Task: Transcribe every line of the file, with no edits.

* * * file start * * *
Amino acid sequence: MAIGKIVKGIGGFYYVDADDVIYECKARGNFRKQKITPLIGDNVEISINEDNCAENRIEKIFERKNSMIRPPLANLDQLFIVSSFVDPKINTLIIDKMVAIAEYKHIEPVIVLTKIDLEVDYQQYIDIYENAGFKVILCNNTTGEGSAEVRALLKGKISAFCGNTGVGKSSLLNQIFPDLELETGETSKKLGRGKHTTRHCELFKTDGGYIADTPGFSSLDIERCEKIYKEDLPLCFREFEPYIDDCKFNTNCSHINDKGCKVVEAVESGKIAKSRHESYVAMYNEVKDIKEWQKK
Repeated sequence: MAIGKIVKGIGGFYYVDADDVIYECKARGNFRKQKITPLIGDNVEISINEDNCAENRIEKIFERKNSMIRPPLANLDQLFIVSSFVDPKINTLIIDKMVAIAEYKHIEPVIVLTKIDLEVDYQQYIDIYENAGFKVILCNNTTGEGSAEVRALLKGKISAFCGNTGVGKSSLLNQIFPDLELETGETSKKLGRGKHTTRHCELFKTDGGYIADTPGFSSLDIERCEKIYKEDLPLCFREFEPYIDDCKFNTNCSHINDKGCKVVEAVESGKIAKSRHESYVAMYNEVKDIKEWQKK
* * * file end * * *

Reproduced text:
Amino acid sequence: MAIGKIVKGIGGFYYVDADDVIYECKARGNFRKQKITPLIGDNVEISINEDNCAENRIEKIFERKNSMIRPPLANLDQLFIVSSFVDPKINTLIIDKMVAIAEYKHIEPVIVLTKIDLEVDYQQYIDIYENAGFKVILCNNTTGEGSAEVRALLKGKISAFCGNTGVGKSSLLNQIFPDLELETGETSKKLGRGKHTTRHCELFKTDGGYIADTPGFSSLDIERCEKIYKEDLPLCFREFEPYIDDCKFNTNCSHINDKGCKVVEAVESGKIAKSRHESYVAMYNEVKDIKEWQKK
Repeated sequence: MAIGKIVKGIGGFYYVDADDVIYECKARGNFRKQKITPLIGDNVEISINEDNCAENRIEKIFERKNSMIRPPLANLDQLFIVSSFVDPKINTLIIDKMVAIAEYKHIEPVIVLTKIDLEVDYQQYIDIYENAGFKVILCNNTTGEGSAEVRALLKGKISAFCGNTGVGKSSLLNQIFPDLELETGETSKKLGRGKHTTRHCELFKTDGGYIADTPGFSSLDIERCEKIYKEDLPLCFREFEPYIDDCKFNTNCSHINDKGCKVVEAVESGKIAKSRHESYVAMYNEVKDIKEWQKK